Nutty Shortbread Cookies

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Chief Longwind Of The North

Aug 26, 2004
Nutty Shortbread Cookies

These delightful cookies are inspired by Pecan Sandies. They have a wonderful crunch, and combine all of the cookie flavor of buttery shortbread cookies with the scrumptious flavor of hazelnuts, and cashews, all covered with a dark chocolate gaze. You will love these cookies.


1-1/2 cups of All Purpose Flour
• 1/4 tsp of Baking Soda
• 1/4 tsp of Salt
• 1/2 cup of Unsalted Butter, softened at room temperature
• 1/3 cup of Granulated Sugar
• 1 Egg
• 1 tsp of Vanilla Extract
• ½ cup of Finely Chopped Hazelnut
• ½ cup Finely Chopped Cashews (or Macadamia Nuts)
• Powdered SugarFor the Cookies:
Preheat oven to 350’ F (177’ C.)
Using a mixer with paddle attachment, or wooden spoon, cream together the butter and granulated sugar. Mix in the egg until fully incorporated. Add the salt, vanilla, and baking soda. Mix until all is well combined.

Add the flour and chopped nuts. Use the low speed on your mixer for about thirty seconds. to avoid splashing flour all over the place. Increase the mixer speed to medium and mix another thirty seconds, or until all of the ingredients form a homogeneous cookie dough.

Line 2 baking sheets with parchment paper. With a 1 inch scoop, or a tbs. Portion out the cookie dough to make 24 little dough balls. Space them evenly onto the cookie sheets as you make them. Wet one hand and lightly flatten the dough balls to make a thick disk. Place the cookie sheets into the hot oven and bake until golden brown, about 14 minutes, give or take a little. Remove from the oven and slide the parchment paper, with cookies, onto cooling racks, or onto a flat surface. Let cool for 10 minutes.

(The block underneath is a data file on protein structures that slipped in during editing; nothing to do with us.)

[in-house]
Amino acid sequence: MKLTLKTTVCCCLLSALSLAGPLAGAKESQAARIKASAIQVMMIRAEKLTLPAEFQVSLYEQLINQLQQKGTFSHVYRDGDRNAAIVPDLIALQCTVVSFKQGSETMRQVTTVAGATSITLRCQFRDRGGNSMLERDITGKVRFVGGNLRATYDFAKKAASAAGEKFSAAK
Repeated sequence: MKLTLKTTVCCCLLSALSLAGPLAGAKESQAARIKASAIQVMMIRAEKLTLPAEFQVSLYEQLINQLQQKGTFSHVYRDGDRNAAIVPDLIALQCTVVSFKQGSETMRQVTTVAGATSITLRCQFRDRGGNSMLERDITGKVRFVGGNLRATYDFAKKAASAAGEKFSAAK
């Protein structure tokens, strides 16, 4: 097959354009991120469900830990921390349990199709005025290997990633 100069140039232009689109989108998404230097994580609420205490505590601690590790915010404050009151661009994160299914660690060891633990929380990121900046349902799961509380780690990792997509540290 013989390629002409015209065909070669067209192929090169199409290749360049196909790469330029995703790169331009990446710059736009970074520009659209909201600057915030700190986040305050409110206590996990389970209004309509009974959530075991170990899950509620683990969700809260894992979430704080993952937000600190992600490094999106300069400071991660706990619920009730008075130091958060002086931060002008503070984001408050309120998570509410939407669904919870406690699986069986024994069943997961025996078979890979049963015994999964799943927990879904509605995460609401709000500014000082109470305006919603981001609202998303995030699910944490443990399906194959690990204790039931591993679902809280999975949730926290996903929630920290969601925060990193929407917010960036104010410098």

Chocolate Glaze
For the glaze, use the best chocolate you can find. Lint makes a great chocolate, as does Valrona, Dove, and Green and Blacks, Guittard’s. If you want great chocolate, and are planning to use it frequently, opt for coverture chocolate.
Coverture chocolate is high in cocoa butter, and when tempered, produces a beautiful shine, and crisp snap. It also tastes great. Here are a coupe of links for coverture chocolate -

Do a bit of research and you can find prices from about $13 for a small bag, to over $200 for substantial amounts of coverture chocolate. Unless you are planning to start a chocolate candy operation, and are going into chocolate sales, I would recommend getting a small bag, as chocolate can go stale.

You will need to temper your chocolate. Thais is a process of raising, lowering, and again raising the temperature of the chocolate while constantly stirring. It causes the sugars to align , producing a wonderful sheen, and crisp snap. And so for your glaze;
10 oz. High quality 50% to 70% cacao chocolate. Place 2 cups of water in the bottom of a double boiler, or into a sauce pan. Bring the water to a boil, then turn down heat to low. Place the top of the double boiler in place, or place a stainless steel bowl over the sauce pot. Breakup the chocolate and place into the double boiler top, taking care to not let any water get into the chocolate. Use a candy thermometer for accuracy. Melt the chocolate and bring to a temperature of :
Dark – Heat to 120° F then cool to 82° F bring the temperature back up to 90° F
Milk – Heat to 115° F then cool to 80° F bring the temperature back up to 86° F
White – Heat to 110° F then cool to 78° F bring the temperature back up to 82° F.
Dip your cookies into the tempered chocolate. Keep the chocolate at the final temperature while working.

If using white chocolate, food coloring paste can be stirred into the white chocolate.

Dip the top side of the cookies into warm, chocolate glaze. Let the glaze cool. Enjoy.

Seeeeya; Chief Longwind of the North

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